Managers can get away with this kind of behavior longer, because they can use poor transparency to conceal their failings. They can even present organizational chaos as evidence of why they are needed, rather than as evidence of their failings. I think you should bear this in mind when approaching managers for assistance, as some may be reluctant to lend their weight for this reason.

    The CTO seems to be on board, so sound that person out for which other C-level executives are on-side. From what you say, I'm not convinced that agile transformation is recognized as a strategic initiative, though it seems fairly clear that it has to become one if the transition is to have any real chance of success.
    Michael
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    Michael

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    29 Jul 2013 03:03 PM
    Hello guys,
    I really agree with all of you guys (Radyhl, Philipp and Mitchell).
    Today I have discovered that the PMO manager is telling (behind the scenes) to the other PMs to not "waste too much time" with all this "Scrum stuff", even if in a meeting with the Managing Director, he agreed to collaborate and implement Scrum in his team as well.
    I am feeling so frustrated and exhausted, because I've been answering the same questions over and over again to the PMs, and now that I knew what their manager is telling to them I am feeling like they are fooling me and just continue asking me the same questions only for "pretending" they want to implement Scrum.

    Philipp, when the CTO explained the situation to me, he told me they have decided to implement Scrum, because they never had implemented a "real" methodology (neither waterfall), everybody got accustomed to work in such a chaotic way and obviusly this lead both teams to blame one to the other everytime the projects haven't been delivered on time or without meeting the expextations of the customers because there was a lack of clear or real requirements.

    It seems that for some reason, the manager of the PMO want to keep the chaos.

    Many times I am feeling like the CTO doesn't have wight enough in the company for making real changes and also that they just leave me there and say:make it good (as you said Philipp)

    How could a burndown chart could be use to fire someone? I really don't know as this never happened to me before. But what the developers told me is, as there would be a Daily Scrum, they feel that they have to "show" what they have done (yesterday) and what are they are going to do (today), so for them, this mean "we are controlling them because the company wants to fire them", even if I tried to convince them this is not what Scrum is used for.

    Do they are really committed to implement Scrum? I am not sure anymore. How can I tell the Managing Director that the PMO is playing this game saying "yes" to him, but doing the contrary with the rest of us without seeming that I have something against him?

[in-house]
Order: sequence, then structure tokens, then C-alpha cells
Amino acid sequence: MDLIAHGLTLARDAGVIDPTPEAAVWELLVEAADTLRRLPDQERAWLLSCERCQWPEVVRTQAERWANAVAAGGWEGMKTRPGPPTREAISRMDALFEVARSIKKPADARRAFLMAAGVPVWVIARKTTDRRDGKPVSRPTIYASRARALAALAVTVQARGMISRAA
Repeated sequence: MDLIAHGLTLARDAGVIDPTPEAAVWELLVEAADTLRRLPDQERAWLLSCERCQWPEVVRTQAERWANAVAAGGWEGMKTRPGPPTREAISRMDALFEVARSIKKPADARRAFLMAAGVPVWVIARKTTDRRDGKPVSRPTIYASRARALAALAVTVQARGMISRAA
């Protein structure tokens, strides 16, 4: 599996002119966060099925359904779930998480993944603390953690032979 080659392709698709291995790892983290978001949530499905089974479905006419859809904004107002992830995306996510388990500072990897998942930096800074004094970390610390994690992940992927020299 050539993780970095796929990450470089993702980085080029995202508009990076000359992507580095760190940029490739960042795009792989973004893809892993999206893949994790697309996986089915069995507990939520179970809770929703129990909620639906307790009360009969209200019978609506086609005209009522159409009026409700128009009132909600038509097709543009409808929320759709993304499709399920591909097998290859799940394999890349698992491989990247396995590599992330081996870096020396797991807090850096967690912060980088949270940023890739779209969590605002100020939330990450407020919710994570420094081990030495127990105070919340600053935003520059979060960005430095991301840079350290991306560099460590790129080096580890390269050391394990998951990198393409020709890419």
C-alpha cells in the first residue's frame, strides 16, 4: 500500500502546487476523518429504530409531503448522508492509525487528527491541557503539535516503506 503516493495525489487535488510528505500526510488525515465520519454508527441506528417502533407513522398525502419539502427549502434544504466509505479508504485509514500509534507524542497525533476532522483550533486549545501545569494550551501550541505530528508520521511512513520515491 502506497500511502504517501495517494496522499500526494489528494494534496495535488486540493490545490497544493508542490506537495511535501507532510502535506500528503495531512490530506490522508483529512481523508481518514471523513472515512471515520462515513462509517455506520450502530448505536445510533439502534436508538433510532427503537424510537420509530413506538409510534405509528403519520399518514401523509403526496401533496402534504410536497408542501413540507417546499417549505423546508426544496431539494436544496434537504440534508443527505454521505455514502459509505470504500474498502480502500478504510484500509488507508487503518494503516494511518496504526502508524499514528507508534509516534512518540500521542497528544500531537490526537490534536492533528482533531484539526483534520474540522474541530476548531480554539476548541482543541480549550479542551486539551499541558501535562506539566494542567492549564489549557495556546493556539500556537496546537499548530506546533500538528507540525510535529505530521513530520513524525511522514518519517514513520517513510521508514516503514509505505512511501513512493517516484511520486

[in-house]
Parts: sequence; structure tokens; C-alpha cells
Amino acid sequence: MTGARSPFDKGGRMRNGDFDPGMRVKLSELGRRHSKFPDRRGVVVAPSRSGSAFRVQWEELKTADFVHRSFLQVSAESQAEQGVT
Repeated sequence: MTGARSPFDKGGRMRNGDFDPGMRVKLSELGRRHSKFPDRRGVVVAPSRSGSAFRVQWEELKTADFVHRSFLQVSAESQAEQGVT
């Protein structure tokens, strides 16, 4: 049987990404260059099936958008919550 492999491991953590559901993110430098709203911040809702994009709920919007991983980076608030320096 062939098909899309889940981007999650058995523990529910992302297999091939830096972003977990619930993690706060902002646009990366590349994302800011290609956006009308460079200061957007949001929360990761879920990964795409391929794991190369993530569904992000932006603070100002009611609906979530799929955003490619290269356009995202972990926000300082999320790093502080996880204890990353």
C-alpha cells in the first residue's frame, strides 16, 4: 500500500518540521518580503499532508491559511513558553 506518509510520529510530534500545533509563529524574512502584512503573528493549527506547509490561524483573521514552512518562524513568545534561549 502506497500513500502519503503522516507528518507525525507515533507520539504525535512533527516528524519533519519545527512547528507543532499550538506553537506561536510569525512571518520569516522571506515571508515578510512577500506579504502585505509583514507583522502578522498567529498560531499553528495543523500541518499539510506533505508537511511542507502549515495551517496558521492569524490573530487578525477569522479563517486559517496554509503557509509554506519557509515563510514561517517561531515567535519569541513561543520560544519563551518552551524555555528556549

As you can see, my job is not easy at all, and many times I am feeling so lonely while trying to do my job (implementing Scrum) the best I can, the same way I did in the last five years and in different companies as well.

    Thank you for "hearing"!

    Philipp Eisbacher
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    Philipp Eisbacher

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    30 Jul 2013 01:15 AM
    Hello.

    Thank you for sharing your experience. I read real passion in your posts blocked by an environment that sounds like full of fear. The first thing we should always consider in such a case is the Thomas Theorem ("If men define situations as real, they are real in their consequences.")

    Two things I would start with is, collecting as much concrete data and information on why they change from chaotic to any methodology. If it always worked great why should they change? Make it clear, transparent and visible what can happen when chaos is going on.

    During this, or a little bit after showing the first big problems of not having any methodology, form some kind of leading coalition with who ever is in a leading position (CEO, CTO... and also the manager of the PMO) to get their awareness once again and make a commited team to drive the change.

    Don't give them the answer (implement Scrum) only show them the problems and facilitate a discussion about how they want their company to work and how to get there. It seems for me like the company jumped over these steps and now is in trouble because they are missing this awareness.

    BR,
    Philipp
    JCALIMA
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    JCALIMA

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    07 Aug 2013 08:30 AM
    "Scrum is a framework for developing and sustaining complex products" and not project.
    Look for Prince2, it is a framework for project management and work very well with Scrum.